Side Effects of Amphetamine vs. Methamphetamine
Misusing meth and amphetamine result in different side effects that range in severity.
Amphetamine abuse and addiction often looks less severe, though the side effects can be just as dangerous as meth abuse. This is because amphetamines are stimulants that affect your entire central nervous system. Common side effects to amphetamine abuse are:
- Changes in blood pressure
- Stomach aches and nausea
- Blurred vision
- Restricted blood flow throughout the body
Meth also has intense effects on the body. As with amphetamine, meth stimulates the central nervous system, but does so more severely because it breaks through the blood barrier in a way that amphetamines cannot.
As you can see, when it comes to amphetamines vs. methamphetamine, there’s a big difference in the chemistry. For that reason, people who abuse meth might experience the following side effects:
- High blood pressure
- Rapid heart rate
- Dangerous increase in body temperature
- Constriction of blood vessels
- Nausea and vomiting
- Mood changes
- Mental health problems (anxiety, depression, etc.)
- Extreme weight loss
Any one of these side effects can be fatal. This makes meth one of the deadliest substance abuse drugs on the market.
Methamphetamine Abuse and Addiction Can Harm Your Mental Health
Studies show that taking meth and amphetamine, whether legally or not, will directly impact the chemical makeup of your brain. When first using meth, it might seem like your mood has improved because of the increased release of dopamine in your body. However, addiction to meth can have serious consequences on your mental health.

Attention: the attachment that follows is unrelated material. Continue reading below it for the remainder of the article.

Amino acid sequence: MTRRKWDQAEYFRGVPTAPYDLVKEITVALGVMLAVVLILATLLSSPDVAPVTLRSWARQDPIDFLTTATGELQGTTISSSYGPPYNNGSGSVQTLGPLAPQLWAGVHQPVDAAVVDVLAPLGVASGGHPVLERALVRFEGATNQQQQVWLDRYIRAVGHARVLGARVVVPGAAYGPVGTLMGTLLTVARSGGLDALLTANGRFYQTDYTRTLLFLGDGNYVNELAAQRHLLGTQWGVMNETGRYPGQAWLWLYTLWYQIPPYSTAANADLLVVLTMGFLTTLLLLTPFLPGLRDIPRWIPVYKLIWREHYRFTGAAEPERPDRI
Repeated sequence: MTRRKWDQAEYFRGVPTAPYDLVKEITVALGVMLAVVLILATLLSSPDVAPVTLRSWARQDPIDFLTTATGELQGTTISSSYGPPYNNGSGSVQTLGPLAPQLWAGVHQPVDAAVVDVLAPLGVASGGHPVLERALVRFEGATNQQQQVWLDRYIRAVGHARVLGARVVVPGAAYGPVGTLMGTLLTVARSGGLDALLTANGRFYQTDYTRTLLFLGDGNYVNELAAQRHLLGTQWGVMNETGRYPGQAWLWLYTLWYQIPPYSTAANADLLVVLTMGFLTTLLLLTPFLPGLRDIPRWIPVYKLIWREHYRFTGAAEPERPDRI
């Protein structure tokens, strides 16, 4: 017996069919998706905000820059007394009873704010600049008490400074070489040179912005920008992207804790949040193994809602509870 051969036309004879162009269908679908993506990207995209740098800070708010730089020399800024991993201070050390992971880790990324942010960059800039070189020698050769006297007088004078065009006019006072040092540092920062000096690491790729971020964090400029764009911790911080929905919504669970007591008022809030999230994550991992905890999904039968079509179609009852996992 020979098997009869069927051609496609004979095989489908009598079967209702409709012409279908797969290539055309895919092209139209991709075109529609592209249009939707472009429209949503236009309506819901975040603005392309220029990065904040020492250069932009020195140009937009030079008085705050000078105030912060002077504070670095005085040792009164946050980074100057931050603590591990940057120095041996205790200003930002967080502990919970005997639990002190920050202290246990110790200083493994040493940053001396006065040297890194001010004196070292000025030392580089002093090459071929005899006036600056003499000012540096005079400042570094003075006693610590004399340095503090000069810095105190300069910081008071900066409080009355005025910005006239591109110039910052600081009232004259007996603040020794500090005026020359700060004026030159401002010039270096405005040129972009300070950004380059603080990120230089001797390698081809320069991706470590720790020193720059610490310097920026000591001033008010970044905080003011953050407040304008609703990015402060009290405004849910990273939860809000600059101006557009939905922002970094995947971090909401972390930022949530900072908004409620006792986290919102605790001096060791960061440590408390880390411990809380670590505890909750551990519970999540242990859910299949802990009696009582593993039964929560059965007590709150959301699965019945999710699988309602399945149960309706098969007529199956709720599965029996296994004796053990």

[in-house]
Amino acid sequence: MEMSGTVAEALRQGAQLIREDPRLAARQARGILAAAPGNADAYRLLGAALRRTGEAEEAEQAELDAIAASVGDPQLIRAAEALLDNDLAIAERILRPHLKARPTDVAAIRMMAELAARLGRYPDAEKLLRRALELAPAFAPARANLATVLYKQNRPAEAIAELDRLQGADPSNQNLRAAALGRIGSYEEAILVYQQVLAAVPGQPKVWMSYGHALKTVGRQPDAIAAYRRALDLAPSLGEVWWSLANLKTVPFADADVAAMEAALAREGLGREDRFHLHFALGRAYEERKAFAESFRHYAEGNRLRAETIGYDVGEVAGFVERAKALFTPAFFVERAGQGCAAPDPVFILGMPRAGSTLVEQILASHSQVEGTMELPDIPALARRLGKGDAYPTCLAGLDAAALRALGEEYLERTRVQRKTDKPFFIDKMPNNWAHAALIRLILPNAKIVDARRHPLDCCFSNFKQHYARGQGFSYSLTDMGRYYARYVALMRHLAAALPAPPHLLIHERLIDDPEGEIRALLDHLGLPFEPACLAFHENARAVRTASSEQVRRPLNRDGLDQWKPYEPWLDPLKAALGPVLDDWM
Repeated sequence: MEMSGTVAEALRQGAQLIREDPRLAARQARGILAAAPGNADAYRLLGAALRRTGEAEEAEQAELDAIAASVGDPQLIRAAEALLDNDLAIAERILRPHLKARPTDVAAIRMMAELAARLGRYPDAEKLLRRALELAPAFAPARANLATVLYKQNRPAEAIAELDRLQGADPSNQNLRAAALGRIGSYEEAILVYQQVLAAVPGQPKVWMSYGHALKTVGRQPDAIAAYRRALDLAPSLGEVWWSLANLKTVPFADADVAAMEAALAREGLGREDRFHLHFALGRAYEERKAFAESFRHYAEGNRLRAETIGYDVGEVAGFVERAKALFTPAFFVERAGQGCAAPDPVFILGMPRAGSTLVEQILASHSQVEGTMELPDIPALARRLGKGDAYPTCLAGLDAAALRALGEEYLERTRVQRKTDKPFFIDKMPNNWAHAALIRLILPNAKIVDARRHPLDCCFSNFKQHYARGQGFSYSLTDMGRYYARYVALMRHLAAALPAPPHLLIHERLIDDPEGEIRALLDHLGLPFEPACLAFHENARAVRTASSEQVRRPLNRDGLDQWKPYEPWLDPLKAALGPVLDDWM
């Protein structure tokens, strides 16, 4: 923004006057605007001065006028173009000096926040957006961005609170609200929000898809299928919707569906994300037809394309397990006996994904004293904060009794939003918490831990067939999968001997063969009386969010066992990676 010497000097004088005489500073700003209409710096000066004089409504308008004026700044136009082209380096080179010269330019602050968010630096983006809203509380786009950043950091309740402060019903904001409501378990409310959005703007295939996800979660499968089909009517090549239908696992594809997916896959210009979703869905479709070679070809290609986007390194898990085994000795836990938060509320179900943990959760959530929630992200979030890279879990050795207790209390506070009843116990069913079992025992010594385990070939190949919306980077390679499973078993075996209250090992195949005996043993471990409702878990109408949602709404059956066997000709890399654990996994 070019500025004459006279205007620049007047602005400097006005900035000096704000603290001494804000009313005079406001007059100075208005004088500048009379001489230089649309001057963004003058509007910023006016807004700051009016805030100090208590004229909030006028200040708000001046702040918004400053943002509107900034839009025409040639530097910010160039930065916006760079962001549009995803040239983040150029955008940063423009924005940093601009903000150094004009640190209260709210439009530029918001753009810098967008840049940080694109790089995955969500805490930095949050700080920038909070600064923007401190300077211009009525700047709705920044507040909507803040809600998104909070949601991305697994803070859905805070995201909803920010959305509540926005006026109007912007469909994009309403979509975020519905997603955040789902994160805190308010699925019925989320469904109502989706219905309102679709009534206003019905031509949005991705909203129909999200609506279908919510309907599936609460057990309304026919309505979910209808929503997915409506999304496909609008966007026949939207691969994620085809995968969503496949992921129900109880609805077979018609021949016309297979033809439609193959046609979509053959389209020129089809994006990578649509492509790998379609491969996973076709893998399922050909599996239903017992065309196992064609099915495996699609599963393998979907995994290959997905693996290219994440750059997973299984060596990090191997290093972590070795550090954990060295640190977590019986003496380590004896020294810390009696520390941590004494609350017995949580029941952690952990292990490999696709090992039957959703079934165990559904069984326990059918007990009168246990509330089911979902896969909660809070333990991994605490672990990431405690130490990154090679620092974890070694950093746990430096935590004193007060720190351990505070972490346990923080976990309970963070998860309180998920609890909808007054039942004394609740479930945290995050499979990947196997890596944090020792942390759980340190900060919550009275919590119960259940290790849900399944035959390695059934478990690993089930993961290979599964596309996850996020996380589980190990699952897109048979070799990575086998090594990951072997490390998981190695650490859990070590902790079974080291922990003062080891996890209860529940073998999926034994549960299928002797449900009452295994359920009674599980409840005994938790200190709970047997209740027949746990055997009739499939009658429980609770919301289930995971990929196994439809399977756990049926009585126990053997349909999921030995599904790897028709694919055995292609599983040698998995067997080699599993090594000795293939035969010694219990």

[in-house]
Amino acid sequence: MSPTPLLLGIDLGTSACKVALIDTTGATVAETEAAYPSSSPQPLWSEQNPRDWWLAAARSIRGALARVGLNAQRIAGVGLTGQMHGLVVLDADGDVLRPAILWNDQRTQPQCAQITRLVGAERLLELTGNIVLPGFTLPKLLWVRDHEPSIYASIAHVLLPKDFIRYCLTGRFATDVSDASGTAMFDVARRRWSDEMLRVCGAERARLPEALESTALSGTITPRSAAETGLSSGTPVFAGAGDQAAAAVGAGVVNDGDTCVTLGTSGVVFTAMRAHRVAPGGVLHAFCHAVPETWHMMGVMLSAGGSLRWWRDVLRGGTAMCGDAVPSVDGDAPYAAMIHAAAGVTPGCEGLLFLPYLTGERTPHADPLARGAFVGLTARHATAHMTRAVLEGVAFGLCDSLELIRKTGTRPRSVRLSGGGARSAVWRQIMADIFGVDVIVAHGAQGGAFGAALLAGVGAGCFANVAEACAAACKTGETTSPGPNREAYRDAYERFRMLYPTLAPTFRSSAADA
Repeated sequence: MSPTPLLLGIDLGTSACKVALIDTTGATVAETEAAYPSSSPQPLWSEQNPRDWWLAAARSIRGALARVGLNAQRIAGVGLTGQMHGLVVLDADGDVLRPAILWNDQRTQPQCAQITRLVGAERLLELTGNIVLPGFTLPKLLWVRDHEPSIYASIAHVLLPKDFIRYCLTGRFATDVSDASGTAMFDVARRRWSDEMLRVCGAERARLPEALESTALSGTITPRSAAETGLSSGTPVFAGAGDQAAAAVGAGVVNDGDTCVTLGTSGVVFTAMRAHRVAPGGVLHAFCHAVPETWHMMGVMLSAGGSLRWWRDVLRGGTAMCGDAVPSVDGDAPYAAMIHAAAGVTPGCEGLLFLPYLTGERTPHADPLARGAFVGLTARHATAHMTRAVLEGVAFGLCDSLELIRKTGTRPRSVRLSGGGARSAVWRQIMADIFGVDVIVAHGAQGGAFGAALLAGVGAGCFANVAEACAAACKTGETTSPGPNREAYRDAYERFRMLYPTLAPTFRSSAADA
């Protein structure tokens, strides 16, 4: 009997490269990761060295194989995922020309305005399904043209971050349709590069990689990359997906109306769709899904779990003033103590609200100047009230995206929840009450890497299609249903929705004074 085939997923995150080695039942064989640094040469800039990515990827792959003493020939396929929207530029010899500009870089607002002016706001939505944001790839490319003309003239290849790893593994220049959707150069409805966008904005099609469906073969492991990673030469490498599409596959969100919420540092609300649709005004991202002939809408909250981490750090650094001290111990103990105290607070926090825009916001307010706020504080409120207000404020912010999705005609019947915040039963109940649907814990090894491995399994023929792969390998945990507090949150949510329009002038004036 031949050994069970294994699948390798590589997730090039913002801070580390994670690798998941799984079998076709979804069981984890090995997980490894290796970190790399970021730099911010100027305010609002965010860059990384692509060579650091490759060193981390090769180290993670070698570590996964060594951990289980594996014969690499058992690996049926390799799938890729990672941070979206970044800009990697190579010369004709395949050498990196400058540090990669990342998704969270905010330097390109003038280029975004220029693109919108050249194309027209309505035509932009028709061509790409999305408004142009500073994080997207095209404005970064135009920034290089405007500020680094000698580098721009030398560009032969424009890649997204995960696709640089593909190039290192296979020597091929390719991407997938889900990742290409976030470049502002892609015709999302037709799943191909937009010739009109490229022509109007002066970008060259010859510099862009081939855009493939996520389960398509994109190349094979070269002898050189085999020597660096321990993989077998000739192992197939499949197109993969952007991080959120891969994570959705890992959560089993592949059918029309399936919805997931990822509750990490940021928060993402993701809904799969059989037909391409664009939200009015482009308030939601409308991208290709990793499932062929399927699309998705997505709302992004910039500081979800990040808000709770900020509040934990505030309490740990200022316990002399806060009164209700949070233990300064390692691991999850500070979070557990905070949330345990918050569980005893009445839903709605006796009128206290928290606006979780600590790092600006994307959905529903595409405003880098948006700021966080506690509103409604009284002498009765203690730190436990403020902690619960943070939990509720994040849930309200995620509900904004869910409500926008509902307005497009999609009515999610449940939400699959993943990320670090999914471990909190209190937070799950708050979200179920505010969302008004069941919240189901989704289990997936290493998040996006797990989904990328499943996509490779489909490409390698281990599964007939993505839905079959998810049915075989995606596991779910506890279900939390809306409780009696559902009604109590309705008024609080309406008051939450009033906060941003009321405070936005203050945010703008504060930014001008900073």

Substance abuse often goes hand-in-hand with mental health struggles. Some people who abuse meth try to block out painful thoughts and feelings that stem from untreated mental illnesses. Other times, the effects of meth can cause an increase in anxiety, depression, and suicidal ideation.
Any type of drug abuse can cause extreme changes to your body’s central nervous system. This causes an imbalance in the chemicals and hormones that help you to regulate feelings of happiness, pain, and sadness.
It is important to find treatment for any type of drug addiction, but especially in cases where you need to address both the substance use disorder and mental health issues. Be sure to find the right treatment program for your specific form of addiction as well as your behavioral and emotional needs.
Addiction Treatment for Substance Abuse
Finding the right treatment facility is essential to your recovery journey. There are endless therapeutic options to treat drug addiction, including medically supervised detox, individualized and group therapy, cognitive behavioral therapy, and physical activity.
Recovery looks different in all situations of drug addiction, including amphetamine vs. methamphetamine abuse. In most cases, addiction to these drugs requires dual diagnosis treatment to address the underlying mental health concerns. At our treatment center, we also offer an optional faith-based recovery program to complement these services.
At the Blackberry Center in central Florida, our admissions specialists are ready to answer your questions at 407-449-8142, or you can reach us through our confidential contact form. We are here to lend a hand, and to get you on a healthier and happier path.